What Slacker is attempting is the merger of several distinctly different models of delivering preferred audio content to the consumer. Until recently, the average consumer has had to choose between subscription and pay-per-song download services for music players, or simply acquiesce to programming choices made by radio programmers. Internet services like Pandora or CBS-owned Last.FM improved on those models by offering adaptive online listening services, but are so far limited to broadband connectivity and conventional browsers.
So what’s different about Slacker? First, it’s supported on a portable, dedicated player platform (car dock available) with a two-tiered service. Users can access the ad-revenue supported system for free, or subscribe to a $7.50 per month premium service that bypasses ads and allows enhanced interactivity. Slacker builds its users a custom radio service, based on genre or artist preferences, and then loading up to 10,000 songs directly to the portable players via both Wi-Fi and direct satellite connections. If connectivity is lost for a period, the system continues to function normally, updating the dynamic library during periods of connectivity. Users can ban any particular tune at the push of a button, or step up selection of preferred tunes by pressing a heart-emblazoned key. Another interesting twist of this service is the ability to skip ahead in the playlist (six times/hr for free, unlimited with subscription).
For the curious not yet ready to invest in the dedicated player hardware, a taste of Slackers musical cuisine is available for free via standard Internet browsers at Slacker.com
From an industry standpoint, a number of things stand out about Slacker. The first is that it’s a well-capitalized venture lead by digital music heavyweights CEO Dennis Mudd, (ex-Musicmatch CEO) and President Jim Cady (ex-RioCEO). Second is that Slacker is dodging the Sound Exchange royalty nightmare by licensing directly with labels and artists (more than 2 million songs so far. And third is that Slacker’s real appeal is to those many millions of consumers who don’t want to be burdened with music purchasing or maintaining playlists and libraries — in other words, people who appreciate the convenience of old fashioned music radio, but who can now get it with a personalized format.
User reviews of Slacker have revealed a few hardware/software bugs with the service, but certainly nothing insurmountable, or even out of the ordinary with a new system rollout. The real question now is how successful Slacker will be in attracting users, and how it might further expand consumer expectations for a diverging audio medium we still call radio.
HD Radio Terminology
The New Language of HD Radio
waveform: The amplitude-versus-time representation of a signal. The term waveform is often employed in the context of a set of time and frequency characteristics that describe a specific type of signal.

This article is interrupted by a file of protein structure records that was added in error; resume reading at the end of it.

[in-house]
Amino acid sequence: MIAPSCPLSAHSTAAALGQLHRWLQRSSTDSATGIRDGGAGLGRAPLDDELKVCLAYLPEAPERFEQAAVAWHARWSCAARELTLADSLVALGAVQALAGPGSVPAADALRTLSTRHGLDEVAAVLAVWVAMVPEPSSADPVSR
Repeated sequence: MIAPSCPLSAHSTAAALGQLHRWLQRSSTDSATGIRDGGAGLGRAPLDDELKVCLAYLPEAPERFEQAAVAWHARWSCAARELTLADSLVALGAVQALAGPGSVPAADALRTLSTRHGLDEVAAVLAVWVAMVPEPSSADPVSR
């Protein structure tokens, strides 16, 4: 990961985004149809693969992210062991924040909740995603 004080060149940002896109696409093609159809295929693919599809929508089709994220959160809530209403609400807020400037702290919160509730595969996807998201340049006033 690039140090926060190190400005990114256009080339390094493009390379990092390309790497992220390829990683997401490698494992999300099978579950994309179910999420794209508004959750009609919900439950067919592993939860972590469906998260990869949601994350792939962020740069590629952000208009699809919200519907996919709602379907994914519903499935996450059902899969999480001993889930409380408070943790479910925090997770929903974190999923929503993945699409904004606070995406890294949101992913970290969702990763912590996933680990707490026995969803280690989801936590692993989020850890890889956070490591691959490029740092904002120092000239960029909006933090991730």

signal: Detectable transmitted energy that can be used to carry information. In the radio frequency spectrum a signal has a characteristic waveform.
matrix: A two-dimensional block of data indicated by a double underscore. If accompanied by a subscript, the subscript elements represent matrix row and column numbers, respectively.
Axxes Offers OEM HD Radio Upgrade Path
Yet another option is now available for consumers wishing to add HD Radio to their existing car OEM audio systems. The Axxess AHDT-01 HD Radio Tuner is designed to work with most factory-installed automotive radios, plugging directly into an existing OEM wiring harnesses and eliminating the need for an FM modulator, according to its manufacturer, Metra Electronics.
The product consists of a universal HD Radio tuner box that mounts under-dash along with an interface specific to each vehicle class. Once installed, the package enables the factory radio to receive HD radio, including multicasts. The AHDT-01 also permits reception of HD Radio wireless data (titles, artists, weather, traffic, etc.) on radios equipped with scrolling text display capability.
First DAB+/Wireless Internet Radios Arrive in Europe
Revo Technologies, a Scottish-based designer and manufacturer of digital radio products says it’s offering European consumers the first audio appliance to combine DAB/DAB+, analog FM and Wi-fi Internet radio functionality all in one unit. The REVO Blik Radiostation offers a unique industrial-design look with plug-and-play reception of both DAB and DAB+ broadcasts, combined with conventional FM and the ability to store a large number of Internet radio station presets, available via Wi-fi connection. For traditionalists, standard clock radio functionality is included as well.
David Baxter, managing director, REVO Technologies says the newest addition to REVO’s product line, powered by Frontier Silicon’s Venice 6 Multimode module, will provide access to virtually every type of streamed audio media without the need for software or hardware upgrades.
While DAB has achieved a significant penetration level in the UK, other EU nations have been relatively slow to adopt the technology. The arrival of DAB+, which uses an improved AAC plus derived codec, reportedly has a number of countries giving the system a fresh look, particularly in the case of Australia, which has officially committed to launching a national network of DAB+ multiplexes in Jan 2009.